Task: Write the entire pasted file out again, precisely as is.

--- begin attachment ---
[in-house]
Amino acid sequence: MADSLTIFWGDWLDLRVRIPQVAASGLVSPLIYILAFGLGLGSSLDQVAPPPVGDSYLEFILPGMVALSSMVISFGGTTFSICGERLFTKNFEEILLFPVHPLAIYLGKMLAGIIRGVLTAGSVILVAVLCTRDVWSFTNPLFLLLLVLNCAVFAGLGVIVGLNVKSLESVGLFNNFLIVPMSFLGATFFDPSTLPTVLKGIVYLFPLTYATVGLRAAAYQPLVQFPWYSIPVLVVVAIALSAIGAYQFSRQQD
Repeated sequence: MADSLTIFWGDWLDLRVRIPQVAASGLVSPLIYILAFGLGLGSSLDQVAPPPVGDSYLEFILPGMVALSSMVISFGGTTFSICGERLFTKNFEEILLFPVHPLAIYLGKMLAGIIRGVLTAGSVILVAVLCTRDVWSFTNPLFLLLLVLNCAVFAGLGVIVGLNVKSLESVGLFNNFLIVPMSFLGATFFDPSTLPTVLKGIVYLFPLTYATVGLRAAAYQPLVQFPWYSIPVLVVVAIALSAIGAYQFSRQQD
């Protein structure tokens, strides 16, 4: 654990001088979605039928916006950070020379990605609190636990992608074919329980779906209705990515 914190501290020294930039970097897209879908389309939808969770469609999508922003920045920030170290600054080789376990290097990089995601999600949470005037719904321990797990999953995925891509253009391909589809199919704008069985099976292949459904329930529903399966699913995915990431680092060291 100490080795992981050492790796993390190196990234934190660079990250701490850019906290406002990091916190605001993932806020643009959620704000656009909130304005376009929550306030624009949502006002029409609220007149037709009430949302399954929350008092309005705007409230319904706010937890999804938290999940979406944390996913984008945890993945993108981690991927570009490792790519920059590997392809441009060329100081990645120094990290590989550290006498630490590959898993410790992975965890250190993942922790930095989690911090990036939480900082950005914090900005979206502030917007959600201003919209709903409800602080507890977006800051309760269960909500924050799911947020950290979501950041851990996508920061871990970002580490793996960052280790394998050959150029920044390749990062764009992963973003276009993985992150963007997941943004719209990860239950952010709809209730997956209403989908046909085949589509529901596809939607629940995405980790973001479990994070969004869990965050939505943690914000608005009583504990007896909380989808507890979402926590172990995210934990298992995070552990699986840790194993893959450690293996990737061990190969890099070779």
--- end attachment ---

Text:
[in-house]
Amino acid sequence: MADSLTIFWGDWLDLRVRIPQVAASGLVSPLIYILAFGLGLGSSLDQVAPPPVGDSYLEFILPGMVALSSMVISFGGTTFSICGERLFTKNFEEILLFPVHPLAIYLGKMLAGIIRGVLTAGSVILVAVLCTRDVWSFTNPLFLLLLVLNCAVFAGLGVIVGLNVKSLESVGLFNNFLIVPMSFLGATFFDPSTLPTVLKGIVYLFPLTYATVGLRAAAYQPLVQFPWYSIPVLVVVAIALSAIGAYQFSRQQD
Repeated sequence: MADSLTIFWGDWLDLRVRIPQVAASGLVSPLIYILAFGLGLGSSLDQVAPPPVGDSYLEFILPGMVALSSMVISFGGTTFSICGERLFTKNFEEILLFPVHPLAIYLGKMLAGIIRGVLTAGSVILVAVLCTRDVWSFTNPLFLLLLVLNCAVFAGLGVIVGLNVKSLESVGLFNNFLIVPMSFLGATFFDPSTLPTVLKGIVYLFPLTYATVGLRAAAYQPLVQFPWYSIPVLVVVAIALSAIGAYQFSRQQD
């Protein structure tokens, strides 16, 4: 654990001088979605039928916006950070020379990605609190636990992608074919329980779906209705990515 914190501290020294930039970097897209879908389309939808969770469609999508922003920045920030170290600054080789376990290097990089995601999600949470005037719904321990797990999953995925891509253009391909589809199919704008069985099976292949459904329930529903399966699913995915990431680092060291 100490080795992981050492790796993390190196990234934190660079990250701490850019906290406002990091916190605001993932806020643009959620704000656009909130304005376009929550306030624009949502006002029409609220007149037709009430949302399954929350008092309005705007409230319904706010937890999804938290999940979406944390996913984008945890993945993108981690991927570009490792790519920059590997392809441009060329100081990645120094990290590989550290006498630490590959898993410790992975965890250190993942922790930095989690911090990036939480900082950005914090900005979206502030917007959600201003919209709903409800602080507890977006800051309760269960909500924050799911947020950290979501950041851990996508920061871990970002580490793996960052280790394998050959150029920044390749990062764009992963973003276009993985992150963007997941943004719209990860239950952010709809209730997956209403989908046909085949589509529901596809939607629940995405980790973001479990994070969004869990965050939505943690914000608005009583504990007896909380989808507890979402926590172990995210934990298992995070552990699986840790194993893959450690293996990737061990190969890099070779």